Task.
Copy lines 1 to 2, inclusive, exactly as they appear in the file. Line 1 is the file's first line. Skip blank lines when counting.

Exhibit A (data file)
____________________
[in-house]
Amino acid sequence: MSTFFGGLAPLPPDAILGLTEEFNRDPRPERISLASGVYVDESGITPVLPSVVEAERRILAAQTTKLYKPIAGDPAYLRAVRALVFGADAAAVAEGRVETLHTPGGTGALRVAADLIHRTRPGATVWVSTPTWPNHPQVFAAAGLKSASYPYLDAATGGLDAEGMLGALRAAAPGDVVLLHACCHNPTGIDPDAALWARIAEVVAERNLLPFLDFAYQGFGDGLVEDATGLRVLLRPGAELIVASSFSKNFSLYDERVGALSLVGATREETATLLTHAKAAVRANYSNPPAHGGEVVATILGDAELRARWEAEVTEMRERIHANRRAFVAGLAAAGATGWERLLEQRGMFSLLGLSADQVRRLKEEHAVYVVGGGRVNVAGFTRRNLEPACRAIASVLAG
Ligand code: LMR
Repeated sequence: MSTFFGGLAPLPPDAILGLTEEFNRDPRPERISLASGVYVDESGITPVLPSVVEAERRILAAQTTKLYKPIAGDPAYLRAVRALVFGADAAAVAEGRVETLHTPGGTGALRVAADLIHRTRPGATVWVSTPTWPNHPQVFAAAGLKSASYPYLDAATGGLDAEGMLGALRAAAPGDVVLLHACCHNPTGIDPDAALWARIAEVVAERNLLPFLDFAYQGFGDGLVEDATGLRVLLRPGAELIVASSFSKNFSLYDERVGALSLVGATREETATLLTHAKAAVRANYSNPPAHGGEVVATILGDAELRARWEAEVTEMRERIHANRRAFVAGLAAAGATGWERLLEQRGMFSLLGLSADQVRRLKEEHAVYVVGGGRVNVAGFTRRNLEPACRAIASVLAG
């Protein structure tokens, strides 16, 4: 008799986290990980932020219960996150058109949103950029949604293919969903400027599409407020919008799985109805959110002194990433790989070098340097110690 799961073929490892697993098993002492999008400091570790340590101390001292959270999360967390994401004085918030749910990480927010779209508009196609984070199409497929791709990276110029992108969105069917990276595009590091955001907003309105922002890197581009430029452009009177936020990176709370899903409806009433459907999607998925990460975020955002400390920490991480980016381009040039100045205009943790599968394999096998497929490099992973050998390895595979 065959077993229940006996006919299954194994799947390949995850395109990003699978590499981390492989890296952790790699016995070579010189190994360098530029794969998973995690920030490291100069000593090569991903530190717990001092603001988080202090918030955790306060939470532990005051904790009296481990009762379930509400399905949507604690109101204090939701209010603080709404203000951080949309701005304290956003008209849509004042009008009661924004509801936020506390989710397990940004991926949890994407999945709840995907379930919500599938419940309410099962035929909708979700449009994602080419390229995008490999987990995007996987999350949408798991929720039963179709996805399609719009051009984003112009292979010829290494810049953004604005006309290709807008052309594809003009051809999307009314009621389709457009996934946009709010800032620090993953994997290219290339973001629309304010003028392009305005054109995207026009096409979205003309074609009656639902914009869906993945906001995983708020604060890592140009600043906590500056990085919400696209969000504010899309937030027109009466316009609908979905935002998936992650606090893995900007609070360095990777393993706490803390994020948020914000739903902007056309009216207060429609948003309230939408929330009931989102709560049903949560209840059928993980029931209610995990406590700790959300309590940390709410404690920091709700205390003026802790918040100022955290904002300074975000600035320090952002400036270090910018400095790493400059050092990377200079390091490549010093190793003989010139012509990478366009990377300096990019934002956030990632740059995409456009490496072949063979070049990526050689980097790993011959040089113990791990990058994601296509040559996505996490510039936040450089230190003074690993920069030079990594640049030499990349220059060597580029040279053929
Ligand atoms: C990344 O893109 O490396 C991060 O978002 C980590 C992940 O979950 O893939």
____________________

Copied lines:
[in-house]
Amino acid sequence: MSTFFGGLAPLPPDAILGLTEEFNRDPRPERISLASGVYVDESGITPVLPSVVEAERRILAAQTTKLYKPIAGDPAYLRAVRALVFGADAAAVAEGRVETLHTPGGTGALRVAADLIHRTRPGATVWVSTPTWPNHPQVFAAAGLKSASYPYLDAATGGLDAEGMLGALRAAAPGDVVLLHACCHNPTGIDPDAALWARIAEVVAERNLLPFLDFAYQGFGDGLVEDATGLRVLLRPGAELIVASSFSKNFSLYDERVGALSLVGATREETATLLTHAKAAVRANYSNPPAHGGEVVATILGDAELRARWEAEVTEMRERIHANRRAFVAGLAAAGATGWERLLEQRGMFSLLGLSADQVRRLKEEHAVYVVGGGRVNVAGFTRRNLEPACRAIASVLAG